Truth About Friday Fish

During Lent, fish reigns, at least for people.

Poor fish, nevertheless, must try to hide from the catcher's grip these days of this penitential season through Good Friday, and Easter, April 24th.


Big in Lent.

Truth is, Lou Groen, cut up halibut and with his own recipe sent it off to McDonald's Ray Croc founder, who was unimpressed by the dipped and fried fish bit of halibut.

Compromise forged a deal between the two, however and Good Friday's menu since 1965 included halibut bits on its menu with a novel burger. A winner ever since at the goldlen arches.

The fish flourished, reports say, amid the fledgling burger that sold few the same Good Friday, the Little Lenten Book of the late Bishop Ken Untener of Saignaw, MI., notes (www.littlebooks.org).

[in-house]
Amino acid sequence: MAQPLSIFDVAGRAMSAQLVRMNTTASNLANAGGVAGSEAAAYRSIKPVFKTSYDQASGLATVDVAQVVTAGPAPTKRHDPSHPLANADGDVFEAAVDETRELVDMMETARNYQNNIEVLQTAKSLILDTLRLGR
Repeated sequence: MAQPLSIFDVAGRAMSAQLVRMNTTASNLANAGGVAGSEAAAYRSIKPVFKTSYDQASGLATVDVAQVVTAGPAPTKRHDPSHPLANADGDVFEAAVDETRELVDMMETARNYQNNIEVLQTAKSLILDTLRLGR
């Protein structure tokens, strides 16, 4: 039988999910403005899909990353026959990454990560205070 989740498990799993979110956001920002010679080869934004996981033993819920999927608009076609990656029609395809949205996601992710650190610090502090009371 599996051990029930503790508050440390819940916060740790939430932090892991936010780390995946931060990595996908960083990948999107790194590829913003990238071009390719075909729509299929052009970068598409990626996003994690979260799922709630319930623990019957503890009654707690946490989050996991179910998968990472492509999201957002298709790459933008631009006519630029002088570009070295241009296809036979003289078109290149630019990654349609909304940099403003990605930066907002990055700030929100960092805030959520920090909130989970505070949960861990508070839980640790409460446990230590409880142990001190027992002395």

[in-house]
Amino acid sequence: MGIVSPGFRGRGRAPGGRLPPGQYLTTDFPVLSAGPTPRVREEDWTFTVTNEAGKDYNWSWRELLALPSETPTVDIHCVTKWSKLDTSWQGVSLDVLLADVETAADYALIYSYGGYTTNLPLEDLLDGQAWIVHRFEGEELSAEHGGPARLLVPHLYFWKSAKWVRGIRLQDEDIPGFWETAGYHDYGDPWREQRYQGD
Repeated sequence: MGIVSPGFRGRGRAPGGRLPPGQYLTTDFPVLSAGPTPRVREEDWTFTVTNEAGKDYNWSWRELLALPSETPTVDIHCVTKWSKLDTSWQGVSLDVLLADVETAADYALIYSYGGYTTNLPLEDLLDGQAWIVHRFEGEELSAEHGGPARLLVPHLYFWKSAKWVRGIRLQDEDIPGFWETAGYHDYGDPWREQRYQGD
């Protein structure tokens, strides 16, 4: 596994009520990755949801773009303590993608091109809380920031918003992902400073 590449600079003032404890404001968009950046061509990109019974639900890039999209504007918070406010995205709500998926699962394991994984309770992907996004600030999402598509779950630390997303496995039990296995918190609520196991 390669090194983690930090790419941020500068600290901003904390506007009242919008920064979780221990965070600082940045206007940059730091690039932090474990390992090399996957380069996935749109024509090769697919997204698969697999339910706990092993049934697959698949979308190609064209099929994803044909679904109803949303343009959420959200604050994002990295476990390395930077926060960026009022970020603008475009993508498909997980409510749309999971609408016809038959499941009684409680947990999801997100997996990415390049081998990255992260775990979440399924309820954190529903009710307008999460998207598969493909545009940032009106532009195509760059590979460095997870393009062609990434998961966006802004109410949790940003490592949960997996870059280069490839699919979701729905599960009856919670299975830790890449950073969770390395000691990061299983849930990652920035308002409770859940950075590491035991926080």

These little Lenten books flourish also and folks flock to find one each Lent.

I know.

If I don't supply the fix, folks are about to hang me. : )

Not a fishy story about these little books that ask us to pause and ponder six minutes a day.

Fish food of another sort.

Flourishing soul food.

Mardi Gras Roots

Purple is supposed to mean justice, green, faith, and gold and yellow symbolizes power in New Orleans Mardi Gras, the day before the beginning of the 40-day penitential trek of Lent.

Lent is important on the Christian calendar and starts tomorrow, Ash Wednesday, when people flock to their church for ashes to be mindful of one's mortality.

That is, this life's temporal time before death.

Also called Fat Tuesday since we fatten up with the leftovers in the refrigerator that need vacating for the required fast and abstinence the next days.

Grand Duke Alexis Alexandrovitch Romanoff of Russia chose the colors on a visit to party town in 1872, legend has it, but really, truth of the matter is, Rex Parade, Mardi Gras Day parade party planner, did.


Speaking of it, my next blogs will address truth.